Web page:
Warren Buffett says Berkshire Hathaway – which has emerged as one of the leading holders of renewable energy capacity in the US with what will grow to a $15bn (€13.4bn) portfolio – has to trust future regulation to make such long-term commitments.
The company’s Berkshire Hathaway Energy (BHE) arm, from a “standing start” 10 years ago, now accounts for 6% and 7%, respectively, of the US’s wind and solar generation capacity, Buffett points out in his latest letter to investors.
“When BHE completes certain renewables projects that are underway, the company’s renewables portfolio will have cost $15bn,” the ‘Sage of Omaha’ writes, saying simply: “We are a leader in renewables.”
But he adds: “We relish making such commitments as long as they promise reasonable returns – and, on that front, we put a large amount of trust in future regulation.”
Buffett’s annual letter, at 42 pages this year, is widely read to gauge the thoughts of the legendary investor and philanthropist.
He also discusses the outlook for the conglomerate’s BNSF (Burlington Northern Santa Fe) transportation business, which disappointed in 2014, saying his confidence is “justified both by our past experience andby the knowledge that society will forever need massive investments in both transportation and energy”.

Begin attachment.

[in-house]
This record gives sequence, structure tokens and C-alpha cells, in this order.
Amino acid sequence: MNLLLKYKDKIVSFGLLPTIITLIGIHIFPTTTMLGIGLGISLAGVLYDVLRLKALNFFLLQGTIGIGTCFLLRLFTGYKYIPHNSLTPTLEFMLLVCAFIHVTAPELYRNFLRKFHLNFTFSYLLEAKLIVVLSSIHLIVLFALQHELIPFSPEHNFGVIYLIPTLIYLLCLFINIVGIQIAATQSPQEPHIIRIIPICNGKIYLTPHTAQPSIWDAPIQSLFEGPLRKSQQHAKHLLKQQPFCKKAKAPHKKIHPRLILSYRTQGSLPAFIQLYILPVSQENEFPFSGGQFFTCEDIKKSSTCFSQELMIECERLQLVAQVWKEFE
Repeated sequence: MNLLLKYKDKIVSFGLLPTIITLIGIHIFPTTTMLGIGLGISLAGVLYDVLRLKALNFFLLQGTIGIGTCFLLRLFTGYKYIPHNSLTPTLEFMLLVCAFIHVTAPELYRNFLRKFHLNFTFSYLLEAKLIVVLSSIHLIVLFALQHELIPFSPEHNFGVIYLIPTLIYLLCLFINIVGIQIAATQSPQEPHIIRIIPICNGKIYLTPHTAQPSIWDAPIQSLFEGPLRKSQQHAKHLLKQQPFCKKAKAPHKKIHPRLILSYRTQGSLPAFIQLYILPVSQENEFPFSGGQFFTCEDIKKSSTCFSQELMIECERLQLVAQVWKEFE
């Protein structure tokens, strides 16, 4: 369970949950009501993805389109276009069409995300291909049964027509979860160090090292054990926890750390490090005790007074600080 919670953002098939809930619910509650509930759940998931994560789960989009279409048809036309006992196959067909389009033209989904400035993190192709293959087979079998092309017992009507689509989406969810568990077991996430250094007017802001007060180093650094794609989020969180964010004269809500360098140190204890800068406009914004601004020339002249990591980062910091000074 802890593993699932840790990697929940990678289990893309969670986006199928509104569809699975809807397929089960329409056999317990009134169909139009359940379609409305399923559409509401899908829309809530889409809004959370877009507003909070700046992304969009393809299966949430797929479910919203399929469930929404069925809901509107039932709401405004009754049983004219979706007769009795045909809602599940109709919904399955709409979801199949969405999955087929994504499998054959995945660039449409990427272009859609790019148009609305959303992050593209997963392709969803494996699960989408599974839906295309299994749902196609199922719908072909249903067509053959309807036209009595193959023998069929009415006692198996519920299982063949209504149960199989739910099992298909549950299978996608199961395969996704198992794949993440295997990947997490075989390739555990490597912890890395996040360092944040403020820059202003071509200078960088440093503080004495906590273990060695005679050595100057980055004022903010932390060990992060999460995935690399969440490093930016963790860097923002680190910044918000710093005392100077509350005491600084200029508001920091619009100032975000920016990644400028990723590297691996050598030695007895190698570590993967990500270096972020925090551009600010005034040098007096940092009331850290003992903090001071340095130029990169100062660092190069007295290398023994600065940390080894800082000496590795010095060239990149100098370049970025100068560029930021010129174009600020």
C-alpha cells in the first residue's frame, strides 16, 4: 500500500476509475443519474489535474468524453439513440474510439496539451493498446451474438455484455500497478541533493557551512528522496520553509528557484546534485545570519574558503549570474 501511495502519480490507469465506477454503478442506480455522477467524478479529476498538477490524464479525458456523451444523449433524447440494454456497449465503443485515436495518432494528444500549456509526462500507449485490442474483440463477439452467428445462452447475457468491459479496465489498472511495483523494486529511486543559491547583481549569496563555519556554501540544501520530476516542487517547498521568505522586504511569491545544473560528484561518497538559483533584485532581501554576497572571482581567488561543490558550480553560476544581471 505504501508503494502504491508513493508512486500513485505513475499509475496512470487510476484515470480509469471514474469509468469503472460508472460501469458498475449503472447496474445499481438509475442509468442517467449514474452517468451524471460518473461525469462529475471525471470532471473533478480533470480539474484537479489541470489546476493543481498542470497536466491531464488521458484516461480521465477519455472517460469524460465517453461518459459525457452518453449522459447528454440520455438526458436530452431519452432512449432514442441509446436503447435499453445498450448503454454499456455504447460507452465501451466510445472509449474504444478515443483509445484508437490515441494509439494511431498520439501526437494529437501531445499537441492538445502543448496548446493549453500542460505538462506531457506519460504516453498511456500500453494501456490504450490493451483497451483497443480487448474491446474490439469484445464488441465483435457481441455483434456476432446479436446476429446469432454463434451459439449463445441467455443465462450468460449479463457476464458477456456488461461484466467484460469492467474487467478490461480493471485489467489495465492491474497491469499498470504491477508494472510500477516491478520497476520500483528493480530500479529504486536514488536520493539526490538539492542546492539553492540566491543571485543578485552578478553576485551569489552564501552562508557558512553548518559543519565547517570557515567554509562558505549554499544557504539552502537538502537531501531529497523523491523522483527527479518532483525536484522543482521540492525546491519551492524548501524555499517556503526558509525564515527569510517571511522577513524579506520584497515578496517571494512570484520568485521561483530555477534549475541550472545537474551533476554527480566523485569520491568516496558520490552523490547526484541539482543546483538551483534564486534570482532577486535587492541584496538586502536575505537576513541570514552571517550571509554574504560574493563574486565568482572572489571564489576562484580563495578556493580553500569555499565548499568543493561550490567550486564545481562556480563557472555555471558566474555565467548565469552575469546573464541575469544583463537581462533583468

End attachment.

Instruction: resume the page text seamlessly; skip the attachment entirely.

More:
“A century hence, BNSF and Berkshire Hathaway Energy will still be playing vital roles in our economy,” Buffett reckons.
“We are a leader in renewables.”
He adds it is in the “self-interest” of governments to treat capital providers in a manner that will ensure the “continued flow of funds to essential projects”.
Buffett also discusses Tesco, the UK retailer hit by an accounting scandal, noting that he has now completely sold out of the company, at a $444m loss: “I made a big mistake with this investment by dawdling.”
In typical homespun language, Buffett says: “In the world of business, bad news often surfaces serially: You see a cockroach in your kitchen; as the days go by, you meet his relatives.”
The 84-year-old billionaire also slams as a “fool’s game” the practice of institutional investors hiring expensive consultants who recommend high-fee asset managers. He recommends instead Vanguard Group founder Jack Bogle’s The Little Book of Common Sense Investing.